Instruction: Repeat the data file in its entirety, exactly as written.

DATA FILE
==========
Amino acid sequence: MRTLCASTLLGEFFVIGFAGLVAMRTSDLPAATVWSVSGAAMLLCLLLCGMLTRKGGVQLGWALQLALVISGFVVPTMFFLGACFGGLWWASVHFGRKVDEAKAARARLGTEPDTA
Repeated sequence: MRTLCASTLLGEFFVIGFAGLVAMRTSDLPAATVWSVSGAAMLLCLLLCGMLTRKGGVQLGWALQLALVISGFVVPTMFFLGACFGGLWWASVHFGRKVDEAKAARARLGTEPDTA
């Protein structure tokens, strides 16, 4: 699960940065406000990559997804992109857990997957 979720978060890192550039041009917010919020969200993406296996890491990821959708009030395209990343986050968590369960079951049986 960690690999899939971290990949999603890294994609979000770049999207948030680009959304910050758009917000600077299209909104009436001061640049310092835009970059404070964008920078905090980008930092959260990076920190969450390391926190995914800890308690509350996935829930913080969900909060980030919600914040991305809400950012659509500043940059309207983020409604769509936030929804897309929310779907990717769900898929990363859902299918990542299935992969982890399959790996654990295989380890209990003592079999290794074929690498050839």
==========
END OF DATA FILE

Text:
Amino acid sequence: MRTLCASTLLGEFFVIGFAGLVAMRTSDLPAATVWSVSGAAMLLCLLLCGMLTRKGGVQLGWALQLALVISGFVVPTMFFLGACFGGLWWASVHFGRKVDEAKAARARLGTEPDTA
Repeated sequence: MRTLCASTLLGEFFVIGFAGLVAMRTSDLPAATVWSVSGAAMLLCLLLCGMLTRKGGVQLGWALQLALVISGFVVPTMFFLGACFGGLWWASVHFGRKVDEAKAARARLGTEPDTA
């Protein structure tokens, strides 16, 4: 699960940065406000990559997804992109857990997957 979720978060890192550039041009917010919020969200993406296996890491990821959708009030395209990343986050968590369960079951049986 960690690999899939971290990949999603890294994609979000770049999207948030680009959304910050758009917000600077299209909104009436001061640049310092835009970059404070964008920078905090980008930092959260990076920190969450390391926190995914800890308690509350996935829930913080969900909060980030919600914040991305809400950012659509500043940059309207983020409604769509936030929804897309929310779907990717769900898929990363859902299918990542299935992969982890399959790996654990295989380890209990003592079999290794074929690498050839």